Monday, July 16, 2012

Carrying the Torch: Female Representation at the 2012 Olympics

I posted the following at The New Agenda this morning:

It’s that time again! The Summer Olympics in London will begin later this month. For the first time in history, more women will represent the United States in the Olympic Games than men. The US team was announced on July 10th, and the 530 member team includes 269 women and 261 men:
“It speaks to Title IX,” Teresa Edwards, the U.S. Olympic team chef de mission and five-time medalist in basketball, told USA TODAY Sports. “It’s evident where we’ve come from especially with women in sports. I’m very proud of that — not so proud that I want to make the men jealous because a lot of men play a role in where we are now — but I’m proud to know that we’ve come this far.” 
USOC CEO Scott Blackmun said the greater number of female athletes is “a true testament to the impact of Title IX, which in its 40-year history has increased sport opportunities for millions of females across the United States.”
It is fitting that the same year that Title IX celebrates its fortieth anniversary, many of the women who received the opportunity to participate in athletics because of the legislation will now get to represent their country, and female representation will more than equal that of male athletes.
Four years ago, there were 24 more men than women that competed for America in the Summer Games.  There are some notable differences and changes that have occurred that have contributed to this flip. On the men’s side, while they participated in 2008, the men’s soccer team did not qualify the Olympics this year which contributed to the comparative difference in male and female athletes. However, on the women’s side, this year marks the first time that women will compete in boxing as a medal sport.  Olympic women’s boxing has drawn attention already, even before the first punch has been thrown.  Late last Fall into the Winter, it was heavily debated whether or not the female boxers would be required to wear skirts during the Olympics. It was decided in mid February that women would be allowed to wear skirts or shorts when they competed, although individual countries may have their own requirements.  Additionally, Queen Underwood, considered America’s best hope for a gold in women’s boxing, has been highlighted for her courage in aiming to turn her hurtful past of being raped by her father as a child into Olympic victories.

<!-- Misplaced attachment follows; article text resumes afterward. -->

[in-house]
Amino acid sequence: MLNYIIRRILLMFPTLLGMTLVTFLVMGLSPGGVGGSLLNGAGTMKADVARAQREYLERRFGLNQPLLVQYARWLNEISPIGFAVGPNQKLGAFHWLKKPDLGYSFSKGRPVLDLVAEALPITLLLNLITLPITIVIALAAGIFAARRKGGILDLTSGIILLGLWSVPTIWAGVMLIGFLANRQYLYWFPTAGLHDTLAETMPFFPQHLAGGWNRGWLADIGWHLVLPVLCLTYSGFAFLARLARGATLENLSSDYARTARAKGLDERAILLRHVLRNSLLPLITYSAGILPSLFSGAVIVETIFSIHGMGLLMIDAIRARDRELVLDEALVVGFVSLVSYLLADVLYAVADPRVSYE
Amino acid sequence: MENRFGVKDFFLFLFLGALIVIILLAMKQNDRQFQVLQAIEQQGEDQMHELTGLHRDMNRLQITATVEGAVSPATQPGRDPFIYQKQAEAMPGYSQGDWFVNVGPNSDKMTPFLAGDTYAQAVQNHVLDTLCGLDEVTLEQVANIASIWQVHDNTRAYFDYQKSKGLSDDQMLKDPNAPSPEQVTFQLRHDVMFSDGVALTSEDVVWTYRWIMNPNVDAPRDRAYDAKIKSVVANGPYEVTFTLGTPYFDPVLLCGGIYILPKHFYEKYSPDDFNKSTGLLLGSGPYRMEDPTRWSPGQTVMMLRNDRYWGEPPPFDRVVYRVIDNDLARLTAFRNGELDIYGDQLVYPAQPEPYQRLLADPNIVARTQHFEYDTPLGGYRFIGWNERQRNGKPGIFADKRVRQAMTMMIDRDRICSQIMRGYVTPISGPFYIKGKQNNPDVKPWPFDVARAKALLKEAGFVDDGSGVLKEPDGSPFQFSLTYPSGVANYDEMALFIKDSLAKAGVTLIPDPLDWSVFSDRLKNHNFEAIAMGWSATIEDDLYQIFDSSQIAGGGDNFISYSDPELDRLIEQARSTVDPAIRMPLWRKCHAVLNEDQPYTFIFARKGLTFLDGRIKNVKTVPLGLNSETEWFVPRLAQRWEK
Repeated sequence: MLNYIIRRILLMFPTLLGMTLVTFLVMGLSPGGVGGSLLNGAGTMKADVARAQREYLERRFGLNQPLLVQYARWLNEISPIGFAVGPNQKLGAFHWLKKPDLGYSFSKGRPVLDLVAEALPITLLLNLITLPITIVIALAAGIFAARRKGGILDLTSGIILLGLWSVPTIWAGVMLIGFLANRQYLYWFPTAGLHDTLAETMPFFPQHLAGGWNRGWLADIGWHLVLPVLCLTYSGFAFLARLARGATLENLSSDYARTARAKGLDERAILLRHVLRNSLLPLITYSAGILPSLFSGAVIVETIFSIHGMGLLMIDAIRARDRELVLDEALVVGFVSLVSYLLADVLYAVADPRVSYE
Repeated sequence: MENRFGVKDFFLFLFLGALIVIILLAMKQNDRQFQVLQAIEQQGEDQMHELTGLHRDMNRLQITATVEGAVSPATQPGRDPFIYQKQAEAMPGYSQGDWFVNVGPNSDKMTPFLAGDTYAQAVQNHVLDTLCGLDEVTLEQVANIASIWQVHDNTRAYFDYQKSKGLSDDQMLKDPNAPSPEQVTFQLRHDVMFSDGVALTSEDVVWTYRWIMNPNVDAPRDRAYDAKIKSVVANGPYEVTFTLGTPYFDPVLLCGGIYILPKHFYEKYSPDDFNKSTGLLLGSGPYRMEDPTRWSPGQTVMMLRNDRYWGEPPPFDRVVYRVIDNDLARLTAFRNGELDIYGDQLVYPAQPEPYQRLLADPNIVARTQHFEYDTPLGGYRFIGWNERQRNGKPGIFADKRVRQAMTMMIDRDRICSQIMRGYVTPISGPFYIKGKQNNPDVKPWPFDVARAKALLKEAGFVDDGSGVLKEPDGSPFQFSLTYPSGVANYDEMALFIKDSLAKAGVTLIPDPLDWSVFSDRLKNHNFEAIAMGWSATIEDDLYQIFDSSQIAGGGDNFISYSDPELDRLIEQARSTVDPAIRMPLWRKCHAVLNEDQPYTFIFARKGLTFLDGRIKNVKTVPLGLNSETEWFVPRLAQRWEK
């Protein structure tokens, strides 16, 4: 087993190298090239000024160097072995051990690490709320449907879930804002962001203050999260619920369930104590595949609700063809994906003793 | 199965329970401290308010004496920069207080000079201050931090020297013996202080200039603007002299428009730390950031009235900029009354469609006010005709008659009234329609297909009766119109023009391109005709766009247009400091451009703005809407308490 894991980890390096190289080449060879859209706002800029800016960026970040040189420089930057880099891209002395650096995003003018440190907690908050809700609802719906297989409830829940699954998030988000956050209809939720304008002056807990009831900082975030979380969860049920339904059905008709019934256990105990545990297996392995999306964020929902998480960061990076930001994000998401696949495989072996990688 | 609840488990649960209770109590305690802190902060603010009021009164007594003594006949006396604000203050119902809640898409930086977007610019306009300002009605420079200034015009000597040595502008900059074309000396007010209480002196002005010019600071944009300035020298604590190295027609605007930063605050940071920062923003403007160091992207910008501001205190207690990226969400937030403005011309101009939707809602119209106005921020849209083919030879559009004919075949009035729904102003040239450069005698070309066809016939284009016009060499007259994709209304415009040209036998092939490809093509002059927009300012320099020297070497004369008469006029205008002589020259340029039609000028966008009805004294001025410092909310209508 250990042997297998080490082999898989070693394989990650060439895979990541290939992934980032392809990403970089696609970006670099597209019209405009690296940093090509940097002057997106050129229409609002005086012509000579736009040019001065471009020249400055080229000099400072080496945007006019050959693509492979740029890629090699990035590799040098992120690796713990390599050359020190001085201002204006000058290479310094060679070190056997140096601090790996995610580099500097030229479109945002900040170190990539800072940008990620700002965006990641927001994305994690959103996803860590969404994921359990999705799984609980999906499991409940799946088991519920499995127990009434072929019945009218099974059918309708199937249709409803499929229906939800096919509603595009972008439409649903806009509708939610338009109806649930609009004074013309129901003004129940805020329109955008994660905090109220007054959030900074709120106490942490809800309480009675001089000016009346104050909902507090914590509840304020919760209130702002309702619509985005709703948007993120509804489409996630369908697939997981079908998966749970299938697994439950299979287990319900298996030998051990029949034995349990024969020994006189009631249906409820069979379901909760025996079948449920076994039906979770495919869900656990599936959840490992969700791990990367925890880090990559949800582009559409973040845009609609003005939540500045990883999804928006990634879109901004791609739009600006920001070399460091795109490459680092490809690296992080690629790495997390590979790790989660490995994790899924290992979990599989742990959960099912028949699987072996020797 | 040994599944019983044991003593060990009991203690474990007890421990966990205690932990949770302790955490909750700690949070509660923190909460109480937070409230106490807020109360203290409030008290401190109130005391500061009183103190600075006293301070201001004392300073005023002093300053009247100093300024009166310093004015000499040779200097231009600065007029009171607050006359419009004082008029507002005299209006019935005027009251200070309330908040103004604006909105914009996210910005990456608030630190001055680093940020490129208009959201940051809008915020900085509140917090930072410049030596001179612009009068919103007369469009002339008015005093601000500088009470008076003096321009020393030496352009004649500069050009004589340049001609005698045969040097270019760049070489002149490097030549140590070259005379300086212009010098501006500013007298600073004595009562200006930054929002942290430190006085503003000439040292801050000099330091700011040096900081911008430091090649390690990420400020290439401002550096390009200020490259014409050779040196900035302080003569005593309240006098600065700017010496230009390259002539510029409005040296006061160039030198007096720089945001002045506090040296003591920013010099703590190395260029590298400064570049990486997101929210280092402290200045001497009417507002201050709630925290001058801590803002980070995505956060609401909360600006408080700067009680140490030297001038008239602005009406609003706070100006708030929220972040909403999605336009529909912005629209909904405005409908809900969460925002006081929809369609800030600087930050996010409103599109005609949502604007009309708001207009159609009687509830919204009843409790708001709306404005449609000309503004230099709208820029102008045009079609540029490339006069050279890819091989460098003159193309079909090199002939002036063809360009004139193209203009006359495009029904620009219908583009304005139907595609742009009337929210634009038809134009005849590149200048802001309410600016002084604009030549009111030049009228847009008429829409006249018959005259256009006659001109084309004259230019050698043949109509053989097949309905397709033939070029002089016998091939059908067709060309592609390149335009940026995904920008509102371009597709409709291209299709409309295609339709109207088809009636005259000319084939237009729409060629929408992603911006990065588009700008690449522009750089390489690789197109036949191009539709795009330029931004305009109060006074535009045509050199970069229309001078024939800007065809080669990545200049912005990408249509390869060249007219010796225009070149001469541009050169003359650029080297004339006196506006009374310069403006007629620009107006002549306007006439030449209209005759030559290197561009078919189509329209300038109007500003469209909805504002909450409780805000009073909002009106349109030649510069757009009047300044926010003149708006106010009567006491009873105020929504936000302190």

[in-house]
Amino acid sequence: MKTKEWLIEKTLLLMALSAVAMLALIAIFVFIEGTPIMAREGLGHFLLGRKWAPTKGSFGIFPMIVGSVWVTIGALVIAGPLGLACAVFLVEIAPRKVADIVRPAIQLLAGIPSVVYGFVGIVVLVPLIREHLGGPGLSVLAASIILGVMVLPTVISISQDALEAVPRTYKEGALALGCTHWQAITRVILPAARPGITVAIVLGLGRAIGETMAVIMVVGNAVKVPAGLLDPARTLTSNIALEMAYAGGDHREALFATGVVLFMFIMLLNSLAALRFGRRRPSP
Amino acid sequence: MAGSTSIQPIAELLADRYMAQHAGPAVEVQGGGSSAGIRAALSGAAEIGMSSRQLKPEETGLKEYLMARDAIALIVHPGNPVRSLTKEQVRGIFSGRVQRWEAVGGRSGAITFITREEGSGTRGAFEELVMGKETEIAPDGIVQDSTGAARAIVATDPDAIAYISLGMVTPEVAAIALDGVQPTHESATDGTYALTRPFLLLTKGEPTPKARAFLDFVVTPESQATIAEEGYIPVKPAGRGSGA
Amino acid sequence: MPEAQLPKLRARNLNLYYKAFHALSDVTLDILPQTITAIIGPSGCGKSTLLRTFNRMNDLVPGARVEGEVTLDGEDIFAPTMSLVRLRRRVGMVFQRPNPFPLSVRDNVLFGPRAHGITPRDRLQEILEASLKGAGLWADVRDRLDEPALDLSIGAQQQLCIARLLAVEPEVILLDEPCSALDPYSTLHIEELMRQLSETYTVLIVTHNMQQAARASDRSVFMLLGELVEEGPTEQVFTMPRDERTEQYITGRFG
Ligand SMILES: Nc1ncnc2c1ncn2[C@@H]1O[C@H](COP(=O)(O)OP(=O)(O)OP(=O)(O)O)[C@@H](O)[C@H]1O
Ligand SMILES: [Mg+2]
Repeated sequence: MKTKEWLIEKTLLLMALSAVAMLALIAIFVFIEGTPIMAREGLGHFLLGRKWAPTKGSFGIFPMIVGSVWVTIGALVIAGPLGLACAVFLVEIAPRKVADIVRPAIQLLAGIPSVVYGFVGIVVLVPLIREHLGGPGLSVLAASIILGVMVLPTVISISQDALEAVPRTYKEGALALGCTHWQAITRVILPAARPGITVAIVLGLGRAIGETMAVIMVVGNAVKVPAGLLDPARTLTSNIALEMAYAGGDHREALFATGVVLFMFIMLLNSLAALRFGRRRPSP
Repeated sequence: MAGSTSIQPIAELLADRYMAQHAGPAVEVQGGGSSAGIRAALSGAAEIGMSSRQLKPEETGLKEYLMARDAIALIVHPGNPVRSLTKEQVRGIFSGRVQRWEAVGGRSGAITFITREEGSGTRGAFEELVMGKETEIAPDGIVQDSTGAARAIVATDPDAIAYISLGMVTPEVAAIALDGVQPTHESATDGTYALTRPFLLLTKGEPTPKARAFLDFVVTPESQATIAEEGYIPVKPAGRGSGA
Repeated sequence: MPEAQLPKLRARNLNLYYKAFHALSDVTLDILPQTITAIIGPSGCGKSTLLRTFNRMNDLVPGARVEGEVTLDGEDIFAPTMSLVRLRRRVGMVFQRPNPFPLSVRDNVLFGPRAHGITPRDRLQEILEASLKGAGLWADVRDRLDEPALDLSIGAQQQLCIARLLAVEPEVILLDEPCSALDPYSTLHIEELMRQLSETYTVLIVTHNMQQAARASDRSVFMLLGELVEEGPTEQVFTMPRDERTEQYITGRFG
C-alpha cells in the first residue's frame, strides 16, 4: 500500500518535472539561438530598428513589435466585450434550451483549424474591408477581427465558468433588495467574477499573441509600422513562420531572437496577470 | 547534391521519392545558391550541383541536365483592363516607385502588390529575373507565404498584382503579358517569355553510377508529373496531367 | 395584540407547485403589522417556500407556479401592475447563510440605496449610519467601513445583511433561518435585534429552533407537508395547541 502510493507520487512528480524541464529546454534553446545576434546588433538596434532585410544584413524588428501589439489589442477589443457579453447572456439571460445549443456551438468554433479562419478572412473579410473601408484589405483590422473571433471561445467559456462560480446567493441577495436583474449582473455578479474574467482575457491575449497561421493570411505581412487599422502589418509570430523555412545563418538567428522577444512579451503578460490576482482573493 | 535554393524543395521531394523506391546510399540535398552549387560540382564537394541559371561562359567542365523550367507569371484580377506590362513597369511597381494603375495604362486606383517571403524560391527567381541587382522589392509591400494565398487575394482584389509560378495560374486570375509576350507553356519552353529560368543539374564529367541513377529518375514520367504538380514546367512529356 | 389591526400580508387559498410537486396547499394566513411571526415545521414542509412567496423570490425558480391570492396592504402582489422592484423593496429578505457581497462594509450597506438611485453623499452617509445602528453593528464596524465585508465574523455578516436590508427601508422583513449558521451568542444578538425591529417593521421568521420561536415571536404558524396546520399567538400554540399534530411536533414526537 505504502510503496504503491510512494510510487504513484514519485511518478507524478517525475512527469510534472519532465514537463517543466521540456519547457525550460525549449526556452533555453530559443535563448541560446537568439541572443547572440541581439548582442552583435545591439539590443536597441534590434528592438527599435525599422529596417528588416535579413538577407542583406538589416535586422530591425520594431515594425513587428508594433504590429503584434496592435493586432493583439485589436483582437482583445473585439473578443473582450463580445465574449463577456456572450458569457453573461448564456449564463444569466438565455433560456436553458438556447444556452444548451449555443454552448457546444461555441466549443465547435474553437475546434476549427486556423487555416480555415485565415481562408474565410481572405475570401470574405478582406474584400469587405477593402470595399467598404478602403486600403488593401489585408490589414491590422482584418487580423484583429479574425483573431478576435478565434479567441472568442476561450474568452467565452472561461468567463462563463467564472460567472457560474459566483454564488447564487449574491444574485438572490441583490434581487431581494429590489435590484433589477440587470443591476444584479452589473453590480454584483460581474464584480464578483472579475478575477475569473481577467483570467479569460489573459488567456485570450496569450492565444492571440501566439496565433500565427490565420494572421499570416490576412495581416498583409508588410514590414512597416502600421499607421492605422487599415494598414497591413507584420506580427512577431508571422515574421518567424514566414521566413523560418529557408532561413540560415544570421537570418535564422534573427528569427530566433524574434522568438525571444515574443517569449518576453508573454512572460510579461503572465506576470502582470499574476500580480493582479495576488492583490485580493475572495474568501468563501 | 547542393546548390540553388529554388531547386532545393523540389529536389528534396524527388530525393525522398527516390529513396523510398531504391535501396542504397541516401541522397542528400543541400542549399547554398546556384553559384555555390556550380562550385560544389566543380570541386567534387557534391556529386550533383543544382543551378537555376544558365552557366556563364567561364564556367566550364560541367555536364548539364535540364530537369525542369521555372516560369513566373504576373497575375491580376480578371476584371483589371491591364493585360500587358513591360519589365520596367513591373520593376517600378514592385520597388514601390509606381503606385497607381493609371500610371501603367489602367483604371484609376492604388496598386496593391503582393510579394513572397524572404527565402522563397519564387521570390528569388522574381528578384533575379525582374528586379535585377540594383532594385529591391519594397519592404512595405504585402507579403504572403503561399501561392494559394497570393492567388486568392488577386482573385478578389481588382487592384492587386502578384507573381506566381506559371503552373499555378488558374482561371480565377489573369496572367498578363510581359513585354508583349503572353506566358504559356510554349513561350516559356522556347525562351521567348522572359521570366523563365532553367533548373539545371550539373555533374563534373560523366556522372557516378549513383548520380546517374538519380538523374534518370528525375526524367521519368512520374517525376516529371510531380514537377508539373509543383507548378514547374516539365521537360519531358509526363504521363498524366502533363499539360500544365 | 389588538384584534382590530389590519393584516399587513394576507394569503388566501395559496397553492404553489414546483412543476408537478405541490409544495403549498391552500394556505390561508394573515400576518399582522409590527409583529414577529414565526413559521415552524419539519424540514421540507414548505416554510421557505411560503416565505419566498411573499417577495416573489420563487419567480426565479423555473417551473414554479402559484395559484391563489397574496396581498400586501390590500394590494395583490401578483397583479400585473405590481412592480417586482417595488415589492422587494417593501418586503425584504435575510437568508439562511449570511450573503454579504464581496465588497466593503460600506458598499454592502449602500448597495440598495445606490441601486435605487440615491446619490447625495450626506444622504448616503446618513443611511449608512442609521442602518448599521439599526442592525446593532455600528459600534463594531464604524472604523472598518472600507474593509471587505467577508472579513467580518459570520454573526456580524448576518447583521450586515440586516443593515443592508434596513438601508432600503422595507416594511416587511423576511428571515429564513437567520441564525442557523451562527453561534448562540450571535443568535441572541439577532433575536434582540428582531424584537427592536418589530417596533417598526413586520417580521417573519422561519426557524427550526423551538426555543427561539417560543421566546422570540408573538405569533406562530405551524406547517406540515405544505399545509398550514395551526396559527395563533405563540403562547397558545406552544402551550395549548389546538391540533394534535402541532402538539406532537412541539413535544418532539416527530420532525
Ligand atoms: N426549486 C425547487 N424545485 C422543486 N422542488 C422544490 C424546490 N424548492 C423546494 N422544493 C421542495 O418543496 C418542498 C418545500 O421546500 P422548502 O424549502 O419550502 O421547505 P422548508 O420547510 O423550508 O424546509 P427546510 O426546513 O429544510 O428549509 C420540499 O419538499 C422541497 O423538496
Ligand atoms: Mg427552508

This year’s games also marks the first time that every country represented at the games will have women competing. On July 12th, Saudi Arabia agreed to allow two women to compete. One woman, Wodjan Ali Seraj Abdulrahim Shahrkhani, will compete in judo and Sarah Attar will compete in the 800m run. However, these athletes will be required to compete in Sharia compliant clothing and be accompanied by a male guardian at all times. The nations of Qatar and Brunei Darussalem will also be sending women to the Games for the first time.  Qatar’s Bahiya Al-Hamad, who is competing in shooting, will be carrying the flag for her nation at the Opening Ceremonies.
You can read the rest here

 As a note, I mention later in the post that the women's professional soccer league collapsed this year. The Women's Professional Soccer (WPS) league did collapse, but there is another professional league that is still in action of which I was unaware- the W-League of the United Soccer League. I also mention an Olympic weightlifter who had yet to receive sufficient sponsorship to help her maintain her rigorous training schedule. It was announced just this afternoon that she received sponsorship from SOLVE media.

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